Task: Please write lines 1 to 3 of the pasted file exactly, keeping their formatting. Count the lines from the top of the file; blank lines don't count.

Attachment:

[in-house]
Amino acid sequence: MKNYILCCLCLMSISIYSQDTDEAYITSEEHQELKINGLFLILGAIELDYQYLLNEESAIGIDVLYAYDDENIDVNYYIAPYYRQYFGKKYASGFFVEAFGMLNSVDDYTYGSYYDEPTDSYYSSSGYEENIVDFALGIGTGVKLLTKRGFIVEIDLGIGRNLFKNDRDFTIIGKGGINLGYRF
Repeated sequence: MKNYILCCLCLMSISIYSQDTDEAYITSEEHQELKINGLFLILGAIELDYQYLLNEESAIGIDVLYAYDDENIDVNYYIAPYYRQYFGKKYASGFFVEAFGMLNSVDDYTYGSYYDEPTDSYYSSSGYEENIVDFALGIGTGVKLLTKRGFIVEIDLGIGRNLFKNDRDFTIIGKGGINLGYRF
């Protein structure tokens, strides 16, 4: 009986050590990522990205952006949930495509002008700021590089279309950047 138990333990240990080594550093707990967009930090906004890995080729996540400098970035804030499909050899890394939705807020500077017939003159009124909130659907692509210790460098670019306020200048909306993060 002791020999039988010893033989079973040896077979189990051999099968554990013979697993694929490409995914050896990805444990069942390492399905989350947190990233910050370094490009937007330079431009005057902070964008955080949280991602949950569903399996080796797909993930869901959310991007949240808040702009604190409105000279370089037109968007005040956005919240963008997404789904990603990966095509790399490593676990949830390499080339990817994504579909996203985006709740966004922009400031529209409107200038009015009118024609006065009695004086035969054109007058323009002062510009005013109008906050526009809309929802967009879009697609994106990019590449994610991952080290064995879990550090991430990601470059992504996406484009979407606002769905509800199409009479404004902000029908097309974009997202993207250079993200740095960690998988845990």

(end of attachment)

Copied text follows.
[in-house]
Amino acid sequence: MKNYILCCLCLMSISIYSQDTDEAYITSEEHQELKINGLFLILGAIELDYQYLLNEESAIGIDVLYAYDDENIDVNYYIAPYYRQYFGKKYASGFFVEAFGMLNSVDDYTYGSYYDEPTDSYYSSSGYEENIVDFALGIGTGVKLLTKRGFIVEIDLGIGRNLFKNDRDFTIIGKGGINLGYRF
Repeated sequence: MKNYILCCLCLMSISIYSQDTDEAYITSEEHQELKINGLFLILGAIELDYQYLLNEESAIGIDVLYAYDDENIDVNYYIAPYYRQYFGKKYASGFFVEAFGMLNSVDDYTYGSYYDEPTDSYYSSSGYEENIVDFALGIGTGVKLLTKRGFIVEIDLGIGRNLFKNDRDFTIIGKGGINLGYRF